Vintage hemi block identification

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MaxCuda
Posts: 3
Joined: Thu Jan 08, 2009 10:45 am

Vintage hemi block identification

Post by MaxCuda » Thu Jan 08, 2009 1:37 pm

I'm trying to identify a 426 Hemi block I acquired back in the early 80s. The sides have been shaved ( no part #s ), and it has 1/2" head bolts and 9/16 " mains, drilled holes for oil drain back in the valley (no cast in holes above the cam) and has a very high nickel content. I was
told by the seller that it was a special mopar block, modified by Keith Black in the early 70,s but was never used because aluminum blocks became available, and then was used at Logghe.s shop as a mock-up block. Block is new ( never run} , standard 4.250 bore. Any ideas on what racing series (Top Fuel/Pro stock.ect) this block would have been used in ?
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MaxCuda
Posts: 3
Joined: Thu Jan 08, 2009 10:45 am

Re: Vintage hemi block identification

Post by MaxCuda » Fri Jan 06, 2017 2:56 pm

I'm trying to identify a 426 Hemi block I acquired back in the early 80s. The sides have been shaved ( no part #s ), and it has 1/2" head bolts and 9/16 " mains, drilled holes for oil drain back in the valley (no cast in holes above the cam) and has a very high nickel content. I was
told by the seller that it was a special mopar block, modified by Keith Black in the early 70,s but was never used because aluminum blocks became available, and then was used at Logghe.s shop as a mock-up block. Block is new ( never run} , standard 4.250 bore. Any ideas on what racing series (Top Fuel/Pro stock.ect) this block would have been used in ?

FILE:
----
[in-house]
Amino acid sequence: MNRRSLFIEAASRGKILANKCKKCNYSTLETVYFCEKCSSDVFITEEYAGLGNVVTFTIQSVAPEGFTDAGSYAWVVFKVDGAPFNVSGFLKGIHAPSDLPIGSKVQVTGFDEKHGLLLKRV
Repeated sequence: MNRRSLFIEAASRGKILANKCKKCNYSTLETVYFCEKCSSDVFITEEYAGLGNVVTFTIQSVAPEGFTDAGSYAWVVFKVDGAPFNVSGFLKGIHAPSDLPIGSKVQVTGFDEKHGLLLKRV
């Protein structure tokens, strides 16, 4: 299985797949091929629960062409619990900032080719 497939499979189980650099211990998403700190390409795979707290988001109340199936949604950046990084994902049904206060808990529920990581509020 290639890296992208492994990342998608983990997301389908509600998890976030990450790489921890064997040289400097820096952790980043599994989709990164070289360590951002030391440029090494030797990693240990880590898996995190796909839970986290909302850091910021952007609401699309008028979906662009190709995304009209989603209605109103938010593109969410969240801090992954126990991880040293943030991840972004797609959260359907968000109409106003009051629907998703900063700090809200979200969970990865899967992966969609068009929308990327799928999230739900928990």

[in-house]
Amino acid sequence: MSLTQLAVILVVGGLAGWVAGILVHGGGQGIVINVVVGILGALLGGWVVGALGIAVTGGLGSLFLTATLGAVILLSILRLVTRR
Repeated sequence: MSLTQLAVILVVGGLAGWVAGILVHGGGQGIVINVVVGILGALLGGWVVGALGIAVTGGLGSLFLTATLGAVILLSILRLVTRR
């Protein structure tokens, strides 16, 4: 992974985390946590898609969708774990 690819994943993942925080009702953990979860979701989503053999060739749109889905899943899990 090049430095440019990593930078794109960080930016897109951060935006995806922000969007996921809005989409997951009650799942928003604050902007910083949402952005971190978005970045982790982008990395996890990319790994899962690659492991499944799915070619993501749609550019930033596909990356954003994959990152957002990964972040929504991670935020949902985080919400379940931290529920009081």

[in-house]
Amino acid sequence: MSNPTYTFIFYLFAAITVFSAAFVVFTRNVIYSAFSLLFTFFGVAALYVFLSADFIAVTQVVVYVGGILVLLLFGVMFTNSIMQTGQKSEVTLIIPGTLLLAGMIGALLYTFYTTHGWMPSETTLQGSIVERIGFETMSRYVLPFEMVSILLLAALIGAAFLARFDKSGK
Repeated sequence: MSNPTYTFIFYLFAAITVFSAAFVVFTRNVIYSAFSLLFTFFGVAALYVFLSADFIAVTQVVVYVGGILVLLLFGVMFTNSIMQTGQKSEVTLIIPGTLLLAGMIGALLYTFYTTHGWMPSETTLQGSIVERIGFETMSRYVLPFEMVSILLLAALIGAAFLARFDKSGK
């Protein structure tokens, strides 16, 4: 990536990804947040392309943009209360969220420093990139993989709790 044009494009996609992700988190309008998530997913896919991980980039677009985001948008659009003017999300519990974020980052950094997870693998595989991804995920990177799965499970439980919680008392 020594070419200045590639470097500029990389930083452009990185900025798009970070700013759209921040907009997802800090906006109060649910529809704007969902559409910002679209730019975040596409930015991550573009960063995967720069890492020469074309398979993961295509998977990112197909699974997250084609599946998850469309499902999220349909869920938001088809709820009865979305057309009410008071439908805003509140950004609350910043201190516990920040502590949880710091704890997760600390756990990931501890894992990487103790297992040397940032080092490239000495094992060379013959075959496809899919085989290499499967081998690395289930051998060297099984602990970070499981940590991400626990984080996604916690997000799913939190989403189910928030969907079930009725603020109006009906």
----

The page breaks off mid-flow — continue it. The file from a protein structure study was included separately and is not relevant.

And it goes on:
Nil1
Posts: 1
Joined: Sun Dec 16, 2018 12:44 pm

Re: Vintage hemi block identification

Post by Nil1 » Tue Dec 18, 2018 4:11 am

I once asked former chief engineer Willem Weertman about the claimed "fuel/high nickel blocks" of the 70s.
I got a long reply that in short said that there were two "fuel blocks". The first one was what later became the reinforced standardblock in 1970, the second had siamese cast cylinders and was later reproduced as the Mopar Megablock.
The foundry used for the aftermarket blocks at that time used a slightly better material but still within tolerances of the Chrysler material standard. A stronger alloy would be to hard and time consuming to machine.
It looks like your block has siamese cast cylinder walls, can you confirm?
Do you have a picture of the crankcase and the main bearing webs? It would be interesting to see whether there is a difference to the 1970 standardblock.
Have you done a hardness test to confirm the nickel content?
In an old Direct Connection handbook there is mentioned a heavy duty block with thicker cylinderwalls and reinforced main webs like the 1970 block, part no P3690010. However, at least later blocks with that part no did not have siamese cast cylinders.

MaxCuda
Posts: 3
Joined: Thu Jan 08, 2009 10:45 am

Re: Vintage hemi block identification

Post by MaxCuda » Tue Dec 18, 2018 10:09 am

I will check if it has siamese bores ( I don't think it does) and get some pictures of the bottom end.
It does not have siamese bores. I-D pad has the large W - T and an E in the same size and font.

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